Modeling Communication for Better Understanding

By David Chong

Technology may have ushered in the age of Big Data, in which huge quantities of data drive the decision-making processes in commerce, academia, and science. But the discipline of design helps the public to understand and interpret this flood of information. Think of how infographics and interactive maps on the New York Times and other news sites transformed vast amounts of public data from the last presidential election into digestible and often-elegant visual models that illustrated how people voted based on their age, location, and other demographics.

While these kinds of visualizations may now be ubiquitous, much of the groundwork for their development was laid down years ago by researchers working in the fields of information design and communication design, including Associate Professor Stan Ruecker of IIT Institute of Design (ID). The focus of his research is to help people more readily interpret and digest complex information.

With multiple degrees in English, computer science, and design, Ruecker came to ID in 2011 from his native Canada to bring a more humanities-centric, semiotics-based approach to communication design. His research encompasses a variety of communication-design projects, from developing new visual models for humanities scholars to helping private companies improve their customer-service systems. Much of his current work involves using design and technology to improve human communication, which offers value to organizations of all types and sizes.

One of Ruecker’s groundbreaking research projects involves developing 3-D visual models of conversations. He calls conversations “untapped resources” because communication within organizations often involves short meetings where a large amount of important information is conveyed among multiple participants.

While text and transcripts may record what is said in a linear fashion, Ruecker says they cannot efficiently show the event as a conversation with different individuals engaged.

“Many times these texts fail to capture point of view,” he says. “What did each person say? What was important to each person? You’ve got to have multiple speakers juxtaposed or shown in relationship.”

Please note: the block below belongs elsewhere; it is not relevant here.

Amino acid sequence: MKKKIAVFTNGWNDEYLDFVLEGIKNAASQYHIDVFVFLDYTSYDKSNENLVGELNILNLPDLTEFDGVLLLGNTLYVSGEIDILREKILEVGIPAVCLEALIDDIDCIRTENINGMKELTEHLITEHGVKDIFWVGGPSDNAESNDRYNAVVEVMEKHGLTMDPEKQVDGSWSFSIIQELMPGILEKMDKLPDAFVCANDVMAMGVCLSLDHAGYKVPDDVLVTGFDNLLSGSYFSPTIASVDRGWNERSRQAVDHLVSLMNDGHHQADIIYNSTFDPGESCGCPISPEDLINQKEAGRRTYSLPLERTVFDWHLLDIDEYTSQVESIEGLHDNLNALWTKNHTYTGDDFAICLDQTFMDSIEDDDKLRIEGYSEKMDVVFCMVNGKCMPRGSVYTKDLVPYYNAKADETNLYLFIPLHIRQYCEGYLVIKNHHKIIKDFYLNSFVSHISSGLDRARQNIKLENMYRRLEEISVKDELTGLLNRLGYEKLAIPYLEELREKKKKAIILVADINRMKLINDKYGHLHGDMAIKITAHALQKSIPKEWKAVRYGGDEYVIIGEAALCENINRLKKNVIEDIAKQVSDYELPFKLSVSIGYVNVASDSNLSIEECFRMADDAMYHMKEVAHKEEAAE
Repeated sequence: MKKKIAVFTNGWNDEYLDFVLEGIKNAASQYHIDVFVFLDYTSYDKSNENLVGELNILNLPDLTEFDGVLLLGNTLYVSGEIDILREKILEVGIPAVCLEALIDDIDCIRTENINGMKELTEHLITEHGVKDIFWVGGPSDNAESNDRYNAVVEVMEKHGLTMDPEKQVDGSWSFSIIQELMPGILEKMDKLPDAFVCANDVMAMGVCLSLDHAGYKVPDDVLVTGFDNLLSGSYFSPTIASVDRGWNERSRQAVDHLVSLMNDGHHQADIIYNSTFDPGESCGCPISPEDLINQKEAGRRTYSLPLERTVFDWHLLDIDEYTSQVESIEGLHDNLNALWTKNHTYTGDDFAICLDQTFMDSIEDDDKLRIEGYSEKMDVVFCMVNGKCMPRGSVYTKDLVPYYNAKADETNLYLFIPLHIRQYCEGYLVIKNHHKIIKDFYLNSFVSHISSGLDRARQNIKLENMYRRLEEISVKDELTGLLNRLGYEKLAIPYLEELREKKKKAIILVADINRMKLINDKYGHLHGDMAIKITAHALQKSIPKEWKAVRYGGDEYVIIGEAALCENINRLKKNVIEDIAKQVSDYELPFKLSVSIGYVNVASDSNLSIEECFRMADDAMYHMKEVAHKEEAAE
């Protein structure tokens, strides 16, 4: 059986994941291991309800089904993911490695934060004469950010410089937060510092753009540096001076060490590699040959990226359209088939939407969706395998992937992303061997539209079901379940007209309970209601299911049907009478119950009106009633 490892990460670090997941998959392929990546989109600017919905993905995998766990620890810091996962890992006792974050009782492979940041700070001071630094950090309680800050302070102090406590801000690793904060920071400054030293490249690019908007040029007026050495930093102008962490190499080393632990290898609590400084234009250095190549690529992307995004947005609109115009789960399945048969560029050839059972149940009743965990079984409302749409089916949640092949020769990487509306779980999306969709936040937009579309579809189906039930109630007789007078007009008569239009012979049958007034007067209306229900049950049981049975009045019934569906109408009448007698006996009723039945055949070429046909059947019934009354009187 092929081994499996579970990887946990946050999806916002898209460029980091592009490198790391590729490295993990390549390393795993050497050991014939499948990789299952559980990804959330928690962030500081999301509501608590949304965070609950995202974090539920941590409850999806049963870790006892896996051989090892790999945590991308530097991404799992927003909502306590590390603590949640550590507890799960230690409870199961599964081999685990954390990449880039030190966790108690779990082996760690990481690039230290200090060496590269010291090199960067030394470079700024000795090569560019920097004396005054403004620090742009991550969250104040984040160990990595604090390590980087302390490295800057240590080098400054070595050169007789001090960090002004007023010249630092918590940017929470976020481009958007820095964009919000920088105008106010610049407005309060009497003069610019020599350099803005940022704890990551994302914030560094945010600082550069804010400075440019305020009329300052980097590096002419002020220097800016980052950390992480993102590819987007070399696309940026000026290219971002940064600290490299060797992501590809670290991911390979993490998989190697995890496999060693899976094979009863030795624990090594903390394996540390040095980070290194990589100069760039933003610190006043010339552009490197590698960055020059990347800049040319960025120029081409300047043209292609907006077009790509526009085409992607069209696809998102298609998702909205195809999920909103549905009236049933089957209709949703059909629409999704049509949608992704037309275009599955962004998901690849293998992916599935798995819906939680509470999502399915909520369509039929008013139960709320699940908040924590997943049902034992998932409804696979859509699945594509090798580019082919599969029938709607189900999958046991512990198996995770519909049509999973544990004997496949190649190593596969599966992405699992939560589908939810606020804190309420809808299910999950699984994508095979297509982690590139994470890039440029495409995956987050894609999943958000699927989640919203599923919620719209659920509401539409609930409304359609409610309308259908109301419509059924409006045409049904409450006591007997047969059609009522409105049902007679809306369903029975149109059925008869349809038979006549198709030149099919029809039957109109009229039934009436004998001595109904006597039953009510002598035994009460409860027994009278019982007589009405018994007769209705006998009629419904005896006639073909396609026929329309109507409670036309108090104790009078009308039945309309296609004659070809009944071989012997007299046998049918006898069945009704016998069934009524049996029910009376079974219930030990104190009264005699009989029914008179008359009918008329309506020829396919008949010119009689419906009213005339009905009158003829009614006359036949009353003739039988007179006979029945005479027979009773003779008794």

His goal is to create a physical or virtual model of these high-value conversations that could be used to refresh a participant's memory, or be easily communicated to someone who is not involved in the conversation.

Ruecker is starting a research consortium at IIT to develop these conversation models, inviting partners from various industries. Several key areas of the economy were identified as potentially benefiting from these conversation models, including health care, education, and government. One potential situation in health care, for example, could arise when patients are discharged from the hospital.

“They’re going to be given a lot of information and printouts at a time when they are least likely to be in a condition to pay attention,” he says, noting that conversation models may be a way to help patients better review complicated information important for their recovery. As a result, hospitals may have lower re-admission rates.

Many private companies have already expressed strong interest in developing conversation-modeling systems because they recognize the benefits of capturing high-value conversations. While this concept is still relatively new, Ruecker believes the practice will be commonplace in 5 to 10 years.

The current challenge, he says, is to develop the technology and structures to efficiently create these visual models.

“How do you capture what’s said, as well as the important nonverbal factors? How much can be automated? How much must be done manually? We’ve got to get all those pieces in place,” Ruecker says.

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